What’s Worth Selling at the Bake Sale?

Since setting up a really good bake sale requires excellent planning and organization, it’s a good idea to be sure it is worth the effort. What will you be selling at this sale? In short, will it be worth your time and effort to do and will it be worth your potential customer’s time and money?

If your bake sale is a one-time event you may not consider this important in establishing a reputation. However, many programs build each year on last year’s successful event adding and changing only a few things to keep it interesting to returning customers. Customers look forward to coming to the event and look for specific items. In the past I have even experienced receiving phone calls from last year’s customers who would like to reserve their favorite item. Great! You’ve made a sale and the bake sale isn’t even open yet. This is the kind of response you want to strive for in deciding what you will offer at the sale.

Here is a list of many favorites and time-tested goodies that should be considered for your sale.

Cookies

Chocolate Chip Cookies

Brownies

Blondies

Oatmeal and Oatmeal Raisin Cookies

Peanut Butter Cookies

Bar cookies

Breads

Muffins

White or whole wheat bread

Tea breads (whole and individually sliced for those coffee breaks)

Donuts and Sweet Rolls

Cakes & Pies

Whole Cakes (perhaps cut in half to sell)

Whole Pies (perhaps cut in half to sell)

Tarts

Quiche

Candies

Fudge

Meringues

Peanut Brittle

Chocolate dipped fruit

Popcorn balls

Candied nuts

Really Easy To Make

Chocolate dipped Twinkies (place it on a popcycle stick for easy eating)

Chocolate dipped Ding Dongs (place it on a popcycle stick for easy eating)

Miscellaneous

Jams, Jellies and Preserves

Pickled Eggs or other specialty Preserves

Seasonal specialties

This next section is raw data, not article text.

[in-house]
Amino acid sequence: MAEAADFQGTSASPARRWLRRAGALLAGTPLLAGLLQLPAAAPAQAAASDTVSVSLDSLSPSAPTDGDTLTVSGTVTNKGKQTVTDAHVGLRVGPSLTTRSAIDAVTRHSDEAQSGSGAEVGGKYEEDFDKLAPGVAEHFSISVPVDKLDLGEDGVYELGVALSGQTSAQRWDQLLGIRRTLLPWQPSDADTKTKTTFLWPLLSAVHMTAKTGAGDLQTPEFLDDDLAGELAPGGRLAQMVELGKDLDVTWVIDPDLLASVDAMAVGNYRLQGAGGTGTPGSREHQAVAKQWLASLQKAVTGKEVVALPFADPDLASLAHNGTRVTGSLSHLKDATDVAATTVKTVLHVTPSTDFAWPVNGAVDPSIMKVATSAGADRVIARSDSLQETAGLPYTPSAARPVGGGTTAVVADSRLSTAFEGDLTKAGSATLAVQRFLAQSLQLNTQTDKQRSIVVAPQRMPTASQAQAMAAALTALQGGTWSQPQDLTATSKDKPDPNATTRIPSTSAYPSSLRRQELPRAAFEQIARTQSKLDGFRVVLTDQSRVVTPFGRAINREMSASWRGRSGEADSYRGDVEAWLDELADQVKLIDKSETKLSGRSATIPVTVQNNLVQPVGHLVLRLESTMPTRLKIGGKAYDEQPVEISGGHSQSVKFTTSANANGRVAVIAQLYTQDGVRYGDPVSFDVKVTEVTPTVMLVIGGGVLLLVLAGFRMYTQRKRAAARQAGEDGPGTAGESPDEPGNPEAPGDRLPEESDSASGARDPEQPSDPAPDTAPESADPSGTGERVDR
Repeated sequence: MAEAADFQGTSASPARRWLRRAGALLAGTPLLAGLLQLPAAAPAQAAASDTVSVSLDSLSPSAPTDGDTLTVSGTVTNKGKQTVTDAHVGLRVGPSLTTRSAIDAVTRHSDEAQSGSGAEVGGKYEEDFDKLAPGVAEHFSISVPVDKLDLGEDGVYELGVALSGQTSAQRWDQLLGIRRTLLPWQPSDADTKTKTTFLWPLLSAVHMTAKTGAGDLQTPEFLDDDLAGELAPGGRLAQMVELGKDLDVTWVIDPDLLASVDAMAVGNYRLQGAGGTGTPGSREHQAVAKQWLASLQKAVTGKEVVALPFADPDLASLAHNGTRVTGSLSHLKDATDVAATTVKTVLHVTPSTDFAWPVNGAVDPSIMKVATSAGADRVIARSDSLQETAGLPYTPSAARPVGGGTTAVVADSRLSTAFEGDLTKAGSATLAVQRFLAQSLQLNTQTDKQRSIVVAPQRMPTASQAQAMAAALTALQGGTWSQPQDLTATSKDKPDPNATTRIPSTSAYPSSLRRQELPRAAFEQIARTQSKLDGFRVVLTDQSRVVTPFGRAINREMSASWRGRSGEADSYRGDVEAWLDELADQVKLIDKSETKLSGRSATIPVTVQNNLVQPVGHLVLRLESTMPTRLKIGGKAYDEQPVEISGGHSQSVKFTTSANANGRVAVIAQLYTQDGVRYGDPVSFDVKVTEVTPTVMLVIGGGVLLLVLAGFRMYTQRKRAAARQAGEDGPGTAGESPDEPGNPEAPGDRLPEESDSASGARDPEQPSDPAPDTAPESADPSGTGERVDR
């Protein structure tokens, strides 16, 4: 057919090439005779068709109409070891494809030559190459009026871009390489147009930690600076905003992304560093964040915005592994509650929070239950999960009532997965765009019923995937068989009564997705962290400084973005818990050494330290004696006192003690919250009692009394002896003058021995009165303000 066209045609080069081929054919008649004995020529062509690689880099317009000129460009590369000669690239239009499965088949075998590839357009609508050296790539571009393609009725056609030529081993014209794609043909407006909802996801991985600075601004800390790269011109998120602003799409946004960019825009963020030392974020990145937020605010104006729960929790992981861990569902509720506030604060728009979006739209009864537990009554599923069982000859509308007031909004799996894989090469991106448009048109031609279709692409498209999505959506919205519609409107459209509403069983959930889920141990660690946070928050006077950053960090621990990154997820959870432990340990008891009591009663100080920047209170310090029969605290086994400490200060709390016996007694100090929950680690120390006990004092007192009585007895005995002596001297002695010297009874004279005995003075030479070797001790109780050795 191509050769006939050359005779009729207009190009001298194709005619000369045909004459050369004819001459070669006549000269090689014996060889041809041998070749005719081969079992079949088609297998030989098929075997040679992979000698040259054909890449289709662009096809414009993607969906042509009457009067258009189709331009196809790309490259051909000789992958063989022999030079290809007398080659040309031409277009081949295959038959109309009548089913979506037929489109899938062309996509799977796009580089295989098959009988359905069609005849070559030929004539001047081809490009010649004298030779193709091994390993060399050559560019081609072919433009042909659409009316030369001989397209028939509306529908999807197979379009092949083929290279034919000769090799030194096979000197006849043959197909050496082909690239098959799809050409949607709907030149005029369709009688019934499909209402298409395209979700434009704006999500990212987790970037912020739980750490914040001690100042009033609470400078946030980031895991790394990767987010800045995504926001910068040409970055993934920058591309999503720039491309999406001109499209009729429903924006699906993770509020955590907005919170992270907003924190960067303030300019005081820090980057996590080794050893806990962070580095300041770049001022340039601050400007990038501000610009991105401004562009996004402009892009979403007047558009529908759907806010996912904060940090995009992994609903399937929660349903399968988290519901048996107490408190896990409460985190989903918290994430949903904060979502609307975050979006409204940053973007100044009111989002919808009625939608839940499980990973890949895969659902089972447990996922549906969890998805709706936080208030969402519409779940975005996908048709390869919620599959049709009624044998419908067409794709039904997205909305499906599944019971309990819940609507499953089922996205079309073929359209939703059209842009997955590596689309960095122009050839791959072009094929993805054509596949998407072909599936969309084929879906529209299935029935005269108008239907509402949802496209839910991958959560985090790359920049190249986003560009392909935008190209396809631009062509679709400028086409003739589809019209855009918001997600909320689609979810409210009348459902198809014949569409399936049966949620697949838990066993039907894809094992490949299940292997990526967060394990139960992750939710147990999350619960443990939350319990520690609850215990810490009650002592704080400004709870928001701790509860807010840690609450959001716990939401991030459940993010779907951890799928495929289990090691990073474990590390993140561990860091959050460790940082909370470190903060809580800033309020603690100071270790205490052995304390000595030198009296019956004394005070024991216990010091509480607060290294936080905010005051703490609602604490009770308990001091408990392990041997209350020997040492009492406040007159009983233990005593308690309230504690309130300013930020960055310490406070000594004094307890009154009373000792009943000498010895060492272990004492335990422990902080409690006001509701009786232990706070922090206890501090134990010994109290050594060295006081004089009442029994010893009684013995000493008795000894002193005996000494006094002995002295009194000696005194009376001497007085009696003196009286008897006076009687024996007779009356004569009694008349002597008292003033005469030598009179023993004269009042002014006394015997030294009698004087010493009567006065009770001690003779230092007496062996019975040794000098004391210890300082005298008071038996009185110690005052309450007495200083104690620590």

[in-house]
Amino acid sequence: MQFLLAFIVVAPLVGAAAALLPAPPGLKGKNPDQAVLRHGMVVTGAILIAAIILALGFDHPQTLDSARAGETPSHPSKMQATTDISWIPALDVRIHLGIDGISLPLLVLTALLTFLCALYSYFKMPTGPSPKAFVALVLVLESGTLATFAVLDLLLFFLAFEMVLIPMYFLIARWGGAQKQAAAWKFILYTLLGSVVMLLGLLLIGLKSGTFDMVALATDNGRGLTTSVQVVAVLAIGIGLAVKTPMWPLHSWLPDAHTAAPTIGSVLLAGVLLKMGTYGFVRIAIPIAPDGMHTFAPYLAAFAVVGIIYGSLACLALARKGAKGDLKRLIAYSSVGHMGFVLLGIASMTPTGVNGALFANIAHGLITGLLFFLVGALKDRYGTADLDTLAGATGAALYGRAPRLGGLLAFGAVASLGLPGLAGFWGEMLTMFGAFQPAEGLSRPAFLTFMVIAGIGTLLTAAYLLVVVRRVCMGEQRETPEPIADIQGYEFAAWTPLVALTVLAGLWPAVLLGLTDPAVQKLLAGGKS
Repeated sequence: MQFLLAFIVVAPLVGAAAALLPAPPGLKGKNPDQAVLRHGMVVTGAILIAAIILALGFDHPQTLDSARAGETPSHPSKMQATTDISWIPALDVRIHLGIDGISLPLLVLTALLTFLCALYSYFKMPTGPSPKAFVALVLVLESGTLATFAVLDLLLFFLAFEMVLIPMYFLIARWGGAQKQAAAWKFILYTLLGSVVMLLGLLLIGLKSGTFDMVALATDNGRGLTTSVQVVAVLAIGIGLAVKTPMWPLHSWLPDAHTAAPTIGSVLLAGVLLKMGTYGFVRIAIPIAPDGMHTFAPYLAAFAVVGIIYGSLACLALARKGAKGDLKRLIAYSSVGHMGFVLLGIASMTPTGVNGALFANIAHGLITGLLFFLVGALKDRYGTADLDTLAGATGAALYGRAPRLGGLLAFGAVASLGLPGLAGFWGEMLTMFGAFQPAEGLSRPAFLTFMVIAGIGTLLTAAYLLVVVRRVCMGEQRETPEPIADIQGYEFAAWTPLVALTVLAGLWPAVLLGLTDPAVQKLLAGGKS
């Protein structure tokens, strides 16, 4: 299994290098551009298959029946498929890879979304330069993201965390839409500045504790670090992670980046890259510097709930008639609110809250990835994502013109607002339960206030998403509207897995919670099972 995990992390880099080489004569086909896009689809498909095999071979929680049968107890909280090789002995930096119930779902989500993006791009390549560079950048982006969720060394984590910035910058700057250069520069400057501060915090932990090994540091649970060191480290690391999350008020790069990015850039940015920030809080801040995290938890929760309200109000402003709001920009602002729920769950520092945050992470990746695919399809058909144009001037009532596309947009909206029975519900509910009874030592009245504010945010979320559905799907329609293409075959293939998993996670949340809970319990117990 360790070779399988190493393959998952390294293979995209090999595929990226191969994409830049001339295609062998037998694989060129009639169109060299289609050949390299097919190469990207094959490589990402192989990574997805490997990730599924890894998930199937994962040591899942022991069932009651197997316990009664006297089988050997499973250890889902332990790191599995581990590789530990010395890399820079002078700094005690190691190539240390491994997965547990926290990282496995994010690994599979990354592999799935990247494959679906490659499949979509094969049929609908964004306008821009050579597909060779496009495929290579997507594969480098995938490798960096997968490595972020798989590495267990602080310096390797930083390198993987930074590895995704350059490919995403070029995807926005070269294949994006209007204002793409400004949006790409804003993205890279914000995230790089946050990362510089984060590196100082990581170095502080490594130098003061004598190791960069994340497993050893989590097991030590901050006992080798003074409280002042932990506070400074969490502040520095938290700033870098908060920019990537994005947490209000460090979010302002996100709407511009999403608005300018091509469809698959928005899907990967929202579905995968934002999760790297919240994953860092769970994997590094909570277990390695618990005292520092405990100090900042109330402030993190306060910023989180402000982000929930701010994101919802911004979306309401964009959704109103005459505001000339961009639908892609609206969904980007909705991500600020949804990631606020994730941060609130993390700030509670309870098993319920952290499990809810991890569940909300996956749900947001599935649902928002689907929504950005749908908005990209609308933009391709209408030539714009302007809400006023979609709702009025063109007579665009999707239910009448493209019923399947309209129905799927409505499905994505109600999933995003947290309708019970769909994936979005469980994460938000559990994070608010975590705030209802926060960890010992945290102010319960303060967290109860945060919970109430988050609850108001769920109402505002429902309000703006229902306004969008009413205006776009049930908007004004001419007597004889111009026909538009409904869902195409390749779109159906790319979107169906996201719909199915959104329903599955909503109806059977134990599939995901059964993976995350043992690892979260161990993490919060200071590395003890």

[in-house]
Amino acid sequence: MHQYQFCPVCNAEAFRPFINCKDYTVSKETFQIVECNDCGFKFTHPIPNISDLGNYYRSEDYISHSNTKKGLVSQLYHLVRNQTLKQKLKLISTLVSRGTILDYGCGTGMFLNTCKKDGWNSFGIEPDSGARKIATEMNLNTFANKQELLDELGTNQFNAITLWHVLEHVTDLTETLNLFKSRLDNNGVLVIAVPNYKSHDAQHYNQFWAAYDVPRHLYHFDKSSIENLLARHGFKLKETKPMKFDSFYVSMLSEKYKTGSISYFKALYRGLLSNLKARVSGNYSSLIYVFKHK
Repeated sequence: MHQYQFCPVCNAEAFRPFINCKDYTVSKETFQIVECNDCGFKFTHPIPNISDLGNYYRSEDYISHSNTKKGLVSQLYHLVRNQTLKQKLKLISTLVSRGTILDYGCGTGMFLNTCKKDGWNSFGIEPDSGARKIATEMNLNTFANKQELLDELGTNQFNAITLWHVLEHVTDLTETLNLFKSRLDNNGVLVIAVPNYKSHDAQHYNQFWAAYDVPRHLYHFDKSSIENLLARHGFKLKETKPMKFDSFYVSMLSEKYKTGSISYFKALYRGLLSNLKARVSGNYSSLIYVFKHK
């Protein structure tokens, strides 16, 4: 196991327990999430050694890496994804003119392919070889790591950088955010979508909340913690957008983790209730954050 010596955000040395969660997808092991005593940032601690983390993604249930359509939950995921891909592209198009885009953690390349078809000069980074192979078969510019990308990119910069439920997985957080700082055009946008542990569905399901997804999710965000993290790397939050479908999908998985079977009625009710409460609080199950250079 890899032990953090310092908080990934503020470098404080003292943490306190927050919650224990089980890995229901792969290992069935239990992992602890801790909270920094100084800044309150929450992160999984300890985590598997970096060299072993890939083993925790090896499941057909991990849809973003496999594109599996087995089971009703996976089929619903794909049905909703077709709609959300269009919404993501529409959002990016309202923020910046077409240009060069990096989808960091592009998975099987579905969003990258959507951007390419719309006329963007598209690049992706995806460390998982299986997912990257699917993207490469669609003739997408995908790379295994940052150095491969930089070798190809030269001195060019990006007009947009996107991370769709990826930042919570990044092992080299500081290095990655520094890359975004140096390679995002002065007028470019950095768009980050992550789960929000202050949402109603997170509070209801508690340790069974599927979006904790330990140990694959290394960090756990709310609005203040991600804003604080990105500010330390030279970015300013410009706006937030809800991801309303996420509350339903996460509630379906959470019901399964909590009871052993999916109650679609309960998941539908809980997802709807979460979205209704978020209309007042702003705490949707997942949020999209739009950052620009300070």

Gingerbread Houses and Cookies

Specialty iced Holiday Cookies

Candied apples

Caramel apples

Beverages

Coffee

Tea

Milk

Carbonated Beverages

Juices

Which items you eventually decide to present at your bake sale will depend on your bakers. There will always be someone who has a specialty item, so that’s a natural for your sale. There will always be someone who has almost not time. No problem, direct them to the “Really Easy To Make” category.

It’s helpful to have your bakers list the ingredients used in their items. People with food allergies need to know what is in a product. Some of these allergies will include dairy products, eggs, wheat flour, and nuts. Listing them will help your buyers.

It’s also a very good idea to have a public posting, a sign-up sheet, for the bakers. This serves two basic purposes. First, signing up is a form of commitment from your baker. There’s nothing like trying to have a bake sale only to find people failing to bring in the goods. Second, it avoids having only chocolate chip cookies or brownies show up at the event. When bakers can see that several people are expecting to make cookies they can, on their own, decide to make an other item for the sale.

There is one short cut that I believe all bake sales should avoid. That short cut is selling pre-packed items or items that clearly were not home made. Even though those items may have a brand name or look glamorous on the sale table, They don’t fit the home made feeling people expect at a bake sale. Since you could buy these items at the local bakery or grocery store there is no need to come especially to your sale. Avoid this at all costs. Should someone at the last minute arrive with such a donation it’s a great idea to thank them and tell them it will be a special treat for the sale workers.

With some advanced planning a well organized bake sale can create a profitable event. The fond memories attached to the delicious and varied offerings really makes people want to return year after year after year.

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